“Are not classical and Christ-centered themselves on opposite sides of this antithetical divide? So how can a school purport to be pursuing both? Why do we even want to try?” (p. 20). In what follows, I distinguish three different kinds of classicism, the third of which is what we are seeking to do, and which is “an antithetical classicism, best illustrated by the relationship of the apostle Paul to . . . the learning of the classical world” (p. 23). The point here is not whether we have been successful. The point is whether North knows what he is talking about when he says that we have never declared that we were making the attempt.
“I believe that because of the enmity God established between the seed of the woman and the seed of the serpent, all education has to emphasize the sharp divide between truth and error, goodness and sinfulness, loveliness and ugliness” (The Case for Classical Christian Education, p. 231).
If this is syncretism, I think it is time for me to acknowledge that I am really bad at it.
Look — and I am taking a page here from the old North, the one who used to actually read the books of his adversaries — if you are going to debate with somebody, CITE THEM. Use a footnote or two, for pity’s sake. Tell us who you are talking about. A big part of this article of his was all about the overall uselessness of Latin, but when it came to the specific arguments we have advanced for Latin, it turns out his response is entirely homeopathic. Hardly any trace elements there at all.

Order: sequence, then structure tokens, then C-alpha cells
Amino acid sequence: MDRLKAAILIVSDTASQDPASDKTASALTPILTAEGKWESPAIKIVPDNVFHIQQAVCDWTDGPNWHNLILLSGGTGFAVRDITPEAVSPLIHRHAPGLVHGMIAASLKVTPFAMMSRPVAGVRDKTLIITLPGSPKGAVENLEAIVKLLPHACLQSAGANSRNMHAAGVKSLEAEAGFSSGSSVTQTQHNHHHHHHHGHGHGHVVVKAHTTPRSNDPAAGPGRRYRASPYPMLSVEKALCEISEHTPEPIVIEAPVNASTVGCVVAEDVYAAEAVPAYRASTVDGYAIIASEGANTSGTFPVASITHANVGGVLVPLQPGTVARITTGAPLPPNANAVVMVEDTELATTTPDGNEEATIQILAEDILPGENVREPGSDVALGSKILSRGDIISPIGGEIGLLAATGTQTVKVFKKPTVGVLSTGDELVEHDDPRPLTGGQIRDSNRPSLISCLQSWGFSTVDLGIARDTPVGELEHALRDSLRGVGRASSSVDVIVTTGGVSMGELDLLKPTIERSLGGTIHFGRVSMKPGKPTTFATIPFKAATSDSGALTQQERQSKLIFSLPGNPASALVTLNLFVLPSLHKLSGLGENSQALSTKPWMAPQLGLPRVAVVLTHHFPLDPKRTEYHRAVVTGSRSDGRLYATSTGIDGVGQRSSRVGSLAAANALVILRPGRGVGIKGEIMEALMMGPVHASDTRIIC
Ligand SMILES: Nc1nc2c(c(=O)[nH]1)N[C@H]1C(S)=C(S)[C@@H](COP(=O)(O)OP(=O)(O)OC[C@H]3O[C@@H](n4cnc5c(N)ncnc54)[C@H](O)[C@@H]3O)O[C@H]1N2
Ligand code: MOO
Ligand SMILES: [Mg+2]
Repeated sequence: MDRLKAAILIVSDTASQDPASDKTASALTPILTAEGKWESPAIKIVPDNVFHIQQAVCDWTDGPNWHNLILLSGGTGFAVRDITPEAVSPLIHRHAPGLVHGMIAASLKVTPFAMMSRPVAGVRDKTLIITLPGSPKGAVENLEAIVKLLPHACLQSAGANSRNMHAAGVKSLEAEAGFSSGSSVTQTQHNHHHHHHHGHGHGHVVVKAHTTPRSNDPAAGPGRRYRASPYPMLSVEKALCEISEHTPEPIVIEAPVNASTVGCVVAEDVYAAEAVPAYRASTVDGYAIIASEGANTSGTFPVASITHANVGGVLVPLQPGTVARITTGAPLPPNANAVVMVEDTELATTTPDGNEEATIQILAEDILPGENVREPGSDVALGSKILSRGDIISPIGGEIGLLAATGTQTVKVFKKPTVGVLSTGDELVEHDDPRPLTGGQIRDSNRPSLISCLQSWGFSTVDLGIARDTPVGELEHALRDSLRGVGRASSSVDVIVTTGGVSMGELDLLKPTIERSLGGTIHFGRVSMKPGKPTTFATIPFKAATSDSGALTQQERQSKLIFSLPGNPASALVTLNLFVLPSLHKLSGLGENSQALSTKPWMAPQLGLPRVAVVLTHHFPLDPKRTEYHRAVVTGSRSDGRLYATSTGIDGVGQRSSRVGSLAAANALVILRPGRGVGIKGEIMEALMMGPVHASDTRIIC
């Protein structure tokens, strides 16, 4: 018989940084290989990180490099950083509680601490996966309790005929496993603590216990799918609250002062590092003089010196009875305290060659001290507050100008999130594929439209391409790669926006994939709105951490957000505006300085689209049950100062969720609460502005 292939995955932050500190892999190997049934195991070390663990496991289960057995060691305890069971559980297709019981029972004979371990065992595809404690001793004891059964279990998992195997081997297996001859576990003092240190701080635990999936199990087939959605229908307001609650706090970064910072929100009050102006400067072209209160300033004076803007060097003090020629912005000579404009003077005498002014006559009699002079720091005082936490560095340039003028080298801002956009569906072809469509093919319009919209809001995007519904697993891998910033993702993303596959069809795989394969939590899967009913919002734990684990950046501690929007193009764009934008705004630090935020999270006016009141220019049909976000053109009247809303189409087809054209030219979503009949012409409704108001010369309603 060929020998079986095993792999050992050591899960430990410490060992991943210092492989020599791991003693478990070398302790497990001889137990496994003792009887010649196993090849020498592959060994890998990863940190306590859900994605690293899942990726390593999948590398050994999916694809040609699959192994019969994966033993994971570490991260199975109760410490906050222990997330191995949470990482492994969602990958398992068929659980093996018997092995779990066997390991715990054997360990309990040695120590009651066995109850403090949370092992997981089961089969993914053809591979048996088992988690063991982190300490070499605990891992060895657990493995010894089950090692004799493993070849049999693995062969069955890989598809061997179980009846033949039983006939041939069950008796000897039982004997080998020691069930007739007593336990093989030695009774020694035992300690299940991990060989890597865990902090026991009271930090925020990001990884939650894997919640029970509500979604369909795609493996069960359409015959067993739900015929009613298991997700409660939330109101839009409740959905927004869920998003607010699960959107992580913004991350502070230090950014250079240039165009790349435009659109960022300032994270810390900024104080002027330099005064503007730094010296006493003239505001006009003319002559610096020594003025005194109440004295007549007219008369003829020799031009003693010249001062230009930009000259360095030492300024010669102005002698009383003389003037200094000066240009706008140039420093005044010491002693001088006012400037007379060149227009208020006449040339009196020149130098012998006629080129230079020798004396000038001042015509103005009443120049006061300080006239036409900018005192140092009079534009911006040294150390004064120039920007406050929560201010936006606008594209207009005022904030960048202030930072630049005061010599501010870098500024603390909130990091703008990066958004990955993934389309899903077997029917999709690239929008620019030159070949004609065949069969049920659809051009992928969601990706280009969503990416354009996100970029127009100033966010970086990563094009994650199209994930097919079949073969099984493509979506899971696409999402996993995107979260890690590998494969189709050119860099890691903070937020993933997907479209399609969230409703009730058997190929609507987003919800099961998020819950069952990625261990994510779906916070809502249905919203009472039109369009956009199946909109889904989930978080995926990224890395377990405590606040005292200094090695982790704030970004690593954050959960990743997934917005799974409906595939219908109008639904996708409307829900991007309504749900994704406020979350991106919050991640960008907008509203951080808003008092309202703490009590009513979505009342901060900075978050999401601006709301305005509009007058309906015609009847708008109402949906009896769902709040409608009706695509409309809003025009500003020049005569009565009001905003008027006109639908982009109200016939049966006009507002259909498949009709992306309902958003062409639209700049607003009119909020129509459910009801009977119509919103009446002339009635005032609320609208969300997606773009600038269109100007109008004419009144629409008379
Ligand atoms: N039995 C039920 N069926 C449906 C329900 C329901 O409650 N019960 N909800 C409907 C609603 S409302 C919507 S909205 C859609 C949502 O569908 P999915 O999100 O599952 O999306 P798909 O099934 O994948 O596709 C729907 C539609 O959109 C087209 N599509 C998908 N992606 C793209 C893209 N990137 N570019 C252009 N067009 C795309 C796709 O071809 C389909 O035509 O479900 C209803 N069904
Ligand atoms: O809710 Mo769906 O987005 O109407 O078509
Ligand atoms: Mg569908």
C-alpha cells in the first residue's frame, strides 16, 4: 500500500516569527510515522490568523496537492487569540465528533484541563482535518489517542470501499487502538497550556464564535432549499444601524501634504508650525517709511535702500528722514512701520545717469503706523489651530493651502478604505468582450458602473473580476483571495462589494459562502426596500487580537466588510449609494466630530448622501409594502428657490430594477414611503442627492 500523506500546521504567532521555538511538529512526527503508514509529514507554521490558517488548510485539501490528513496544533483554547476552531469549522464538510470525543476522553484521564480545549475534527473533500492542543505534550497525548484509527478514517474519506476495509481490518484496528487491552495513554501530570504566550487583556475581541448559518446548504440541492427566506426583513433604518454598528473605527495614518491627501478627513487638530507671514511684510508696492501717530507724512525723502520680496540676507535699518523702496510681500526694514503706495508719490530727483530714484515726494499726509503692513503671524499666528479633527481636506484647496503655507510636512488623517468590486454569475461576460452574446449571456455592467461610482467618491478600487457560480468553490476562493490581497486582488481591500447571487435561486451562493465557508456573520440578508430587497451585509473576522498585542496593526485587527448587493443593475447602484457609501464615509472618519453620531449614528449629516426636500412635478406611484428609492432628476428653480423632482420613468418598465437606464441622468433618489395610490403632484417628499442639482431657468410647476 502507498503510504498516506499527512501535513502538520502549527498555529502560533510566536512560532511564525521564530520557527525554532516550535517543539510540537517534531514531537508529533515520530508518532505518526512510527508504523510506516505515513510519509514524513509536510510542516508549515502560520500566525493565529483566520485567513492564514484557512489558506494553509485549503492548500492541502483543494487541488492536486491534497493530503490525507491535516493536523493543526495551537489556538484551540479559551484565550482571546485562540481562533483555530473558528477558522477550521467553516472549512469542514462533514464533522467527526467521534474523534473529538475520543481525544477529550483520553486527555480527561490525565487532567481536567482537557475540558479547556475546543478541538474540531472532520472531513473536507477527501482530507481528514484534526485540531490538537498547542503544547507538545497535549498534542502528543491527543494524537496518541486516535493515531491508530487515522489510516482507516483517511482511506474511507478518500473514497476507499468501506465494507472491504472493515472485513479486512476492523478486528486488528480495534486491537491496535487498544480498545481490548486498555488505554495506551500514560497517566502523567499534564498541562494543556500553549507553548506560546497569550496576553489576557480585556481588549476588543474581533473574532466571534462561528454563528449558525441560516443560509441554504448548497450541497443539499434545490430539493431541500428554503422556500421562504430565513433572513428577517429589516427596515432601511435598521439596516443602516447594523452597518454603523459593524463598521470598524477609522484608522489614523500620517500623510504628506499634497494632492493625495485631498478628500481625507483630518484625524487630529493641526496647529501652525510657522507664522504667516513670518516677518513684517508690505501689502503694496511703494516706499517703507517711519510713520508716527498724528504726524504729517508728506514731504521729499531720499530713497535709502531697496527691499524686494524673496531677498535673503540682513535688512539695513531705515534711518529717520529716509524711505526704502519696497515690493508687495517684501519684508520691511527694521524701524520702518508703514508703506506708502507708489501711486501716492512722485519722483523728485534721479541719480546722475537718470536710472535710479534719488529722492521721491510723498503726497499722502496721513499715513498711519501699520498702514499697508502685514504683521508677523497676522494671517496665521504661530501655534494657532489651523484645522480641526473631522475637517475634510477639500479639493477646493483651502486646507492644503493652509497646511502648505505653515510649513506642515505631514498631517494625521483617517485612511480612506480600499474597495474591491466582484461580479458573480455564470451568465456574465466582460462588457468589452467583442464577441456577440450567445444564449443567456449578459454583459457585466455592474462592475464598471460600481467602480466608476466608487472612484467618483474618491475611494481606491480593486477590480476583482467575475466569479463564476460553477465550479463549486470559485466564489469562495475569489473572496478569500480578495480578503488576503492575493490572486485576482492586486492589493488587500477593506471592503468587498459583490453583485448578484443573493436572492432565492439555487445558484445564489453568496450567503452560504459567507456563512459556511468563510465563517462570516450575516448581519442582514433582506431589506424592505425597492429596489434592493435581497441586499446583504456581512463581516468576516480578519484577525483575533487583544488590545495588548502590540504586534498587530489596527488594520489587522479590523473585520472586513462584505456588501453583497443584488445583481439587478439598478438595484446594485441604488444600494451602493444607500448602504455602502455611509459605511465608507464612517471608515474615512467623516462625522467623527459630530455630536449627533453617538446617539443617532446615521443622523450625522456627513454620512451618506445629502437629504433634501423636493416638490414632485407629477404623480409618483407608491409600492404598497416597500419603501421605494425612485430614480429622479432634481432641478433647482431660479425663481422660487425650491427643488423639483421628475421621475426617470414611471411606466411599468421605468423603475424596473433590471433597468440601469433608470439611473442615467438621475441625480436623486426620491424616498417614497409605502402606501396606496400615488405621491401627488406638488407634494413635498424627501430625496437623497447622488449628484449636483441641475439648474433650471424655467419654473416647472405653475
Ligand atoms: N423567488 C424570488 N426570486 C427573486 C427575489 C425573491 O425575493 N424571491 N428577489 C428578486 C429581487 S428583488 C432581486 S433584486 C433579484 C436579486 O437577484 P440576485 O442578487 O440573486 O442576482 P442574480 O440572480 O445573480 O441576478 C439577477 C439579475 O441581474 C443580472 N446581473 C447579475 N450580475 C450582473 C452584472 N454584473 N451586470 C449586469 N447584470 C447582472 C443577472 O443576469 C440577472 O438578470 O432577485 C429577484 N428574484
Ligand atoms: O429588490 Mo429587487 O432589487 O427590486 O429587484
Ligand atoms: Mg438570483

If his object was to make a hearty and robust pot of chicken soup for the recovering classicist, he ought to have done more than have an anemic chicken walk through a pot of boiling water on stilts.
If North were a lady from Austen, and if I were Mr. Knightley, I would by this point be saying, “Badly done, Emma!” Also, if I were Mr. Knightley, I would find myself stuck in outlandish metaphors far less often.
North really needs to write a book on the history of the modern resurgence of classical Christian education. He should call it Great Experiments in Telepathy.
North still has a small coterie of dogmatists who read his stuff, basing everything on the plausibility structure of “we know.” Their motto is In “We Know” Veritas. That’s another argument. You have to know Latin to make jokes like that. Not that it is a good joke, but it is a joke that is on par with my Latin.
This whole thing is beyond sad and pathetic. I have read 26 of North’s books — and I have learned a great deal from them. But I am starting to feel the same way I felt years ago about Rushdoony — his early books were magnificent, but in his later years he really lost his grip. It must be Recon Rule 7. “Go out crotchety and irascible.”
North calls it a day with this particular non sequitur, pardon my French.
“If you want to teach the trivium, use the King James Bible . . . Or just use the King James Bible. The language is magisterial.”
But . . . if you try to rebuild the kind of education that the translators of the King James Version received, the kind of education that equipped and enabled them to do what they did, then it is plain that you are a temporizing idiot. But I will speak as one of them, on this wise. This maketh no sense, man.